Mount Dennis is striving to become carbon neutral as Toronto's first "Net Zero" neighbourhood and its community association is hosting a public meeting Monday night to discuss how residents can use less non-renewable energy.
"The fundamental ingredient that we need is community engagement and as you can see in Mount Dennis, residents are extremely engaged and they are active towards the transition to a low-carbon future," said Fernando Carou, who leads the community energy planning program at the city of Toronto in the Environment and Energy Division.
The Mount Dennis Community Association (MDCA) is working on developing an action plan that will detail how the community can become carbon neutral as well as become a more sustainable neighbourhood overall.
Save energy, pay lower bills
Among the possibilities are retrofitting homes for energy efficiency, providing incentives for electric vehicles, encouraging active transportation and further down the line, even adopting solar panels or wind turbines as energy sources in Mount Dennis.
"The big thing about Net Zero is everyone wants to pay lower bills for water and electricity. So if somebody comes to you and says, 'Would you like your house insulated? You'll save energy,' it's pretty hard for them to turn it down," said Mike Mattos, president of the MDCA.
"When we come up with the concept that Net Zero means lower utility bills, people agree that's a good idea."
Rick Ciccarelli, the MDCA lead on the project, says the aim is to improve energy efficiency in both homes and businesses but also to reconnect the community of Mount Dennis into the city's economy.
"If there's going to be intensification in this area, [we need to] make it the best development possible in terms of energy efficiency but also accommodate that development," he says.
With the arrival of the Eglinton Crosstown light-rail project, which the Ontario government says will be finished by 2021, the community is expecting to be more integrated with the city's economy, according to Ciccarelli.
The 19-kilometre system will connect Mount Dennis in the west with Kennedy Station in the east.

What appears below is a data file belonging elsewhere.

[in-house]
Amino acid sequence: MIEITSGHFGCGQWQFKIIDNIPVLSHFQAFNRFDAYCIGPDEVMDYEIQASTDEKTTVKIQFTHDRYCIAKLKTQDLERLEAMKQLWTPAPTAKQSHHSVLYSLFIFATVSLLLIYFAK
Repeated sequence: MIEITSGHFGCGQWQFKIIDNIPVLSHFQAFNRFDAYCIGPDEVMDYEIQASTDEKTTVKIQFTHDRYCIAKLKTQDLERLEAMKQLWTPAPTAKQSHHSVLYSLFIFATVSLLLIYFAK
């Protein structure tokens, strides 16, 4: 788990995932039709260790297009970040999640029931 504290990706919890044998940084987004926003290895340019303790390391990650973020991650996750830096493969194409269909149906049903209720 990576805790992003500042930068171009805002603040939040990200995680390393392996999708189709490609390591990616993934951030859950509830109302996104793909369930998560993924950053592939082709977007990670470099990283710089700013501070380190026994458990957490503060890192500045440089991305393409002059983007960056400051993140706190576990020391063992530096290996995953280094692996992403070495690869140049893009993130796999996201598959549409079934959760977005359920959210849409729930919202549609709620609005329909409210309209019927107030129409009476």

Carou says there are a number of neighbourhoods in Toronto that are interested in becoming carbon neutral but the community interest from Mount Dennis is what makes it the first to really tackle it.
"We knew the next round of large-scale [carbon] reductions had to come from communities. We just didn't know which community was going to actually self-identify first. We're very pleased Mount Dennis is the one doing this at this time," he said.
The open house on Monday evening will update residents on how sustainable the neighbourhood is right now and what the next steps will be.
Carou says he will provide information on how much energy the community is using right now and review the work already underway to "quantify energy use in Mount Dennis."
A survey will also be launched for residents to collect more energy data, transportation patterns and where the community best thinks change can take place.
Ciccarrelli describes it as "the beginning of an engagement process."
"The idea is to start to map out the various parts of what sustainability means to a neighbourhood. Let's start to identify who is active in these areas, where the opportunities and the challenges are," he said. "Let's get people organized and resource groups aligned to have a dialogue about what can happen."
At the meeting, Metrolinx officials are also expected to provide more detail on their plan for an alternative to the proposed gas power plant.
The open house takes place at the Mount Dennis Public Library at 7 p.m.
"They're going to be a really strong community going forward just by having this conversation," said Carou.
Celebrating a 'green' win
The community recently celebrated a big win after Metrolinx and the provincial government cancelled plans for a gas-powered backup facility in their neighbourhood.
The gas plant was supposed to provide backup power to the Eglinton Crosstown LRT, which is currently under construction.
Transportation Minister Steven Del Duca said last week that the community wanted a greener option and that the new battery-powered system will decrease emissions, reduce costs and increase the line's reliability.